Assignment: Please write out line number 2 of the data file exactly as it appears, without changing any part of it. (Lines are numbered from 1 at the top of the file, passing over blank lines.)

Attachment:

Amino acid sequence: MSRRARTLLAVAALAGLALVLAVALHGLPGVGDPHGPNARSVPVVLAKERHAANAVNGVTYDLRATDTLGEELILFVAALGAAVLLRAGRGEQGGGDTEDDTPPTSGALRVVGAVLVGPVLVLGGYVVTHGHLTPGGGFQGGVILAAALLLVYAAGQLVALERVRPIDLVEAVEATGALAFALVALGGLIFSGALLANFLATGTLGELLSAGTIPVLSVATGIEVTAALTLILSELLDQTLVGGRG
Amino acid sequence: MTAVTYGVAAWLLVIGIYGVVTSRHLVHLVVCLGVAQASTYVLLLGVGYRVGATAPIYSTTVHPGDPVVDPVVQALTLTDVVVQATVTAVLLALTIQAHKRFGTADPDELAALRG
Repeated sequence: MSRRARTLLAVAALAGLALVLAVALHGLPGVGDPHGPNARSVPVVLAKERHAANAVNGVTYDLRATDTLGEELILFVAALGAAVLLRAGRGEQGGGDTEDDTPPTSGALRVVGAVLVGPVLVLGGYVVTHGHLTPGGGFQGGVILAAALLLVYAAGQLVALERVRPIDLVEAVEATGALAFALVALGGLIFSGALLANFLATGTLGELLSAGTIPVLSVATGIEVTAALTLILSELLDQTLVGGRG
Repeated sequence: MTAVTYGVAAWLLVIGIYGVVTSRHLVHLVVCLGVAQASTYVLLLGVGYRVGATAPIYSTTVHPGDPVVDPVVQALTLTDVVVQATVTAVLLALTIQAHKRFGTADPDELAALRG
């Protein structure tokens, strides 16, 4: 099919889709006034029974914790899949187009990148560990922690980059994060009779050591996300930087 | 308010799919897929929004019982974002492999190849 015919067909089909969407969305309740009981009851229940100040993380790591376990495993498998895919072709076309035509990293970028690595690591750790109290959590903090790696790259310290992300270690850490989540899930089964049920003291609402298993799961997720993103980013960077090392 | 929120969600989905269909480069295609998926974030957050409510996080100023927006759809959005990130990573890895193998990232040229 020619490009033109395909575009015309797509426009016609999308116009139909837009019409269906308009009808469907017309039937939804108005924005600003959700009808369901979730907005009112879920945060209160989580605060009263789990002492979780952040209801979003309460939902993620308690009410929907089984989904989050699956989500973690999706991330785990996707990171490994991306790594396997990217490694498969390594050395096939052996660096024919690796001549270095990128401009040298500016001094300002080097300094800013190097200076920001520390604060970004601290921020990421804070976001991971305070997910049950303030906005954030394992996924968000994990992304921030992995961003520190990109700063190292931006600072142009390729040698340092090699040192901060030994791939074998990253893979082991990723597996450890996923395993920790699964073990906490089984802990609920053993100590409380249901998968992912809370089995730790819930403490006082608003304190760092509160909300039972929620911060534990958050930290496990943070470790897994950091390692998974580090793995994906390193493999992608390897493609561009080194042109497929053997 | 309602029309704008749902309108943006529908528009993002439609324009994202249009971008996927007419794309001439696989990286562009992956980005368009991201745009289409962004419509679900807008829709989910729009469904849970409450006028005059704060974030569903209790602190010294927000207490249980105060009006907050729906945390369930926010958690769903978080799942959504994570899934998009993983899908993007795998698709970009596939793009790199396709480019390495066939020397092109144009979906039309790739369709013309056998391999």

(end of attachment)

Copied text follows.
Amino acid sequence: MTAVTYGVAAWLLVIGIYGVVTSRHLVHLVVCLGVAQASTYVLLLGVGYRVGATAPIYSTTVHPGDPVVDPVVQALTLTDVVVQATVTAVLLALTIQAHKRFGTADPDELAALRG